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The Business Case for Maintenance Automation


A wise man once said, “A penny saved is a penny earned.” However, in the case of maintaining large capital assets, such as facilities, plant equipment or mobile assets, spending money on maintenance automation specifically can result in significant savings, over time.

Consider these points:

  • The cost of repairing equipment damage or failure due to deferred maintenance has become an important line item in many companies’ financial statements.
  • Lack of planned preventive maintenance on aging assets encourages reactive maintenance practices that can negatively impact budgets and bottom lines.

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Poorly run or inadequate maintenance programs are proven to cause costly downtime. A study by Kimberlite, a market research and analytics firm serving the oil and gas industry, found that offshore oil and gas operators average $49 million annually in financial impacts due to unplanned downtime.

Automation with Computerized Maintenance Management Software (CMMS)

These financial drains can be minimized, if not completely avoided, with a complete preventive maintenance program in which maintenance tasks and activities are managed and monitored with a Computerized Maintenance Management Software (CMMS). In addition to minimizing downtime, CMMS has been proven to provide the following bottom-line boosts:

  • Centralized Reporting – You can’t measure what you can’t see, and a centralized system means you can capture and report on data with reduced manpower and paper flow.
  • Extended Equipment life – Getting longer life from all assets means greater shareholder value and increased cash flow.
  • Increased Productivity – Streamlined business practices and shared knowledge means greater productivity across all levels of the enterprise.
  • Reduced Downtime – Recurring equipment downtime can be tracked and planned for accordingly.
  • Reduced Inventory Costs – Maintenance teams will know what parts are available and when to reorder them.
  • Gain Proactive Safety – Work orders can include safety tasks for better compliance.
  • Increase Warranty Awareness – Decision makers will know whether or not equipment is under warranty and avoid paying for unnecessary repairs.
  • Meet Regulatory Requirements – Capture regulatory information within the CMMS for reporting to government and regulatory bodies.
  • Improve Workflow – Automated data transfer between other software packages such as accounting, fuel card systems, HVAC monitoring, etc. streamlines workflow.
  • Shared Knowledge Base – Once a centralized system is integrated with accounting, purchasing and other legacy systems, real-time information sharing can occur throughout the enterprise.
  • Mobile Device Integration with the CMMS — Maintenance is expedited and repair times are reduced with the help of mobile apps that can track and deliver work orders and perform other support tasks.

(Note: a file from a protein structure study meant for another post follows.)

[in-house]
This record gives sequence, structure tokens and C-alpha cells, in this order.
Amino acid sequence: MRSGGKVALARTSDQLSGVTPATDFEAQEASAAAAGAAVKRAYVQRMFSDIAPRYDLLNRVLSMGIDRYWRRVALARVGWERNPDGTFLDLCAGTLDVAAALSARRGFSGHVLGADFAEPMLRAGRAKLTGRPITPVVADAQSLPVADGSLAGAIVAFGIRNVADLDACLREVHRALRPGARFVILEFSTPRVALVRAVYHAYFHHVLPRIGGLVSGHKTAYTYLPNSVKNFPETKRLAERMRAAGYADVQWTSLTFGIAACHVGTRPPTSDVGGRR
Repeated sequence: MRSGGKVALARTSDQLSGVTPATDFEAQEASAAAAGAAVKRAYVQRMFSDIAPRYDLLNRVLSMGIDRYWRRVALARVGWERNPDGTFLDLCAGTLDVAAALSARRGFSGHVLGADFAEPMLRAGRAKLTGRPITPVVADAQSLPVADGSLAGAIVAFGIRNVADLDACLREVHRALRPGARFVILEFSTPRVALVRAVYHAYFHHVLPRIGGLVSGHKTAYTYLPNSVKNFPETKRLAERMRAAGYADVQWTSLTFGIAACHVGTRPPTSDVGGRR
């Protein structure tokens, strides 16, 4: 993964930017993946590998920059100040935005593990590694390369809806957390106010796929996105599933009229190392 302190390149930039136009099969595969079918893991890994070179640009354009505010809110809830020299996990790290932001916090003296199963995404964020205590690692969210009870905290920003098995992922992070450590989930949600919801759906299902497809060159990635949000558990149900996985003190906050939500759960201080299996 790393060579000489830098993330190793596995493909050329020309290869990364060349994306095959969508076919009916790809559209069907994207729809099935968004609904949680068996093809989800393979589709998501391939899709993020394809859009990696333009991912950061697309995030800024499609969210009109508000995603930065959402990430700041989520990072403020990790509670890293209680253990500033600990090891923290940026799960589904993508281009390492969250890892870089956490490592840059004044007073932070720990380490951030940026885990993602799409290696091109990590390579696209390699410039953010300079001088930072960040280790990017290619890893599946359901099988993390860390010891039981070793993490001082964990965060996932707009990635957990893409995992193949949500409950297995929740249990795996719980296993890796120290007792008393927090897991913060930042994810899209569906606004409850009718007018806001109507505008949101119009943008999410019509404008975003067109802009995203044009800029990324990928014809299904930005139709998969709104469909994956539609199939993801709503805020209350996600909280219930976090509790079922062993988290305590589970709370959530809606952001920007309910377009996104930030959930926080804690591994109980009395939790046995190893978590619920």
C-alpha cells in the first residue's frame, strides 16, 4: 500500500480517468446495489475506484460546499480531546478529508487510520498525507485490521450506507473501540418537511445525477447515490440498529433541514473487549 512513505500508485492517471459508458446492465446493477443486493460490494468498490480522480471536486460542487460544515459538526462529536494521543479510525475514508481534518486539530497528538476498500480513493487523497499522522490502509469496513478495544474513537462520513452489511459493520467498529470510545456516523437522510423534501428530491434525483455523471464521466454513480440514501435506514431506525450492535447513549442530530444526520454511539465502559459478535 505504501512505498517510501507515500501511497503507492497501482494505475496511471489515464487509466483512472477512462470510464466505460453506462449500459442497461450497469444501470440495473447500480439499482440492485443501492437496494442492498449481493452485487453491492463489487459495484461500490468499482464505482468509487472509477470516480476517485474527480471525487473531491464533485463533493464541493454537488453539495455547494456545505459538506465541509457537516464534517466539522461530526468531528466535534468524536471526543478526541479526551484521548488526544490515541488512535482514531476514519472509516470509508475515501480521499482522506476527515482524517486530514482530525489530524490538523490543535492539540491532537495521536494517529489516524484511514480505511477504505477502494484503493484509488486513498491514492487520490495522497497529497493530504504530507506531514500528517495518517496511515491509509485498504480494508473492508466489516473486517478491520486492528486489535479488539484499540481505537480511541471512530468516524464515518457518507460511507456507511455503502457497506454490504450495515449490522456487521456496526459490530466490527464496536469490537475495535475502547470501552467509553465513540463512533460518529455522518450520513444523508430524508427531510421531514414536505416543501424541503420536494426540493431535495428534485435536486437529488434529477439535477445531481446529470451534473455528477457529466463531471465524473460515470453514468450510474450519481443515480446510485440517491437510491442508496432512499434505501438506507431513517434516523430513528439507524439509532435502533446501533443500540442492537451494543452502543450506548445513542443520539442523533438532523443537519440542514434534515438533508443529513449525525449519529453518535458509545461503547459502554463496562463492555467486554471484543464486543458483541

A Real World Example

As an example, let’s consider savings on labor costs.

Labor costs are the highest expense for most maintenance shops. Examples of how time can be saved include eliminating double entry, smoothing the flow of inventory, and reducing the time spent wasted waiting for or sourcing parts.

A simple case would be a company with large, geographically dispersed facilities where maintenance people spend a great deal of time driving between locations. For our example, we will consider a shop of 10 maintenance staff with an average pay rate of $30.00 per hour. If the organization can increase the actual productive time spent doing physical maintenance by 15%, it will gain an additional nine minutes per hour of productivity. The savings would be calculated as follows:

Step 1. – 9 min/hr X 7.5 hr/day ÷ 60 min/hr = 1.125 hours per day additional productivity

Step 2. – 1.125 hr/day X 220 working days/year = 247.5 hours per year additional productivity

Step 3. – 247.5 hr/yr X $30.00/hr/staff X 10 staff = $74,250.00 total labor savings

This example provides hard evidence for the many tangible benefits in adopting a comprehensive maintenance program powered by automation. The cost savings alone can far outweigh the initial implementation and maintenance software costs.

The reason most people delay such a project is fear of costing their company money. In reality, maintenance professionals should be focus on the cost savings. A comprehensive maintenance program, automated via a CMMS, can shave expenses in many areas, turning cost centers into bottom-line benefits. That’s something that makes everyone happy, from the C-suite to the plant floor. For more information, including details on what a centralized CMMS package could do for your firm, please visit Fast ROI and Hard Savings – Web Work Azzier.

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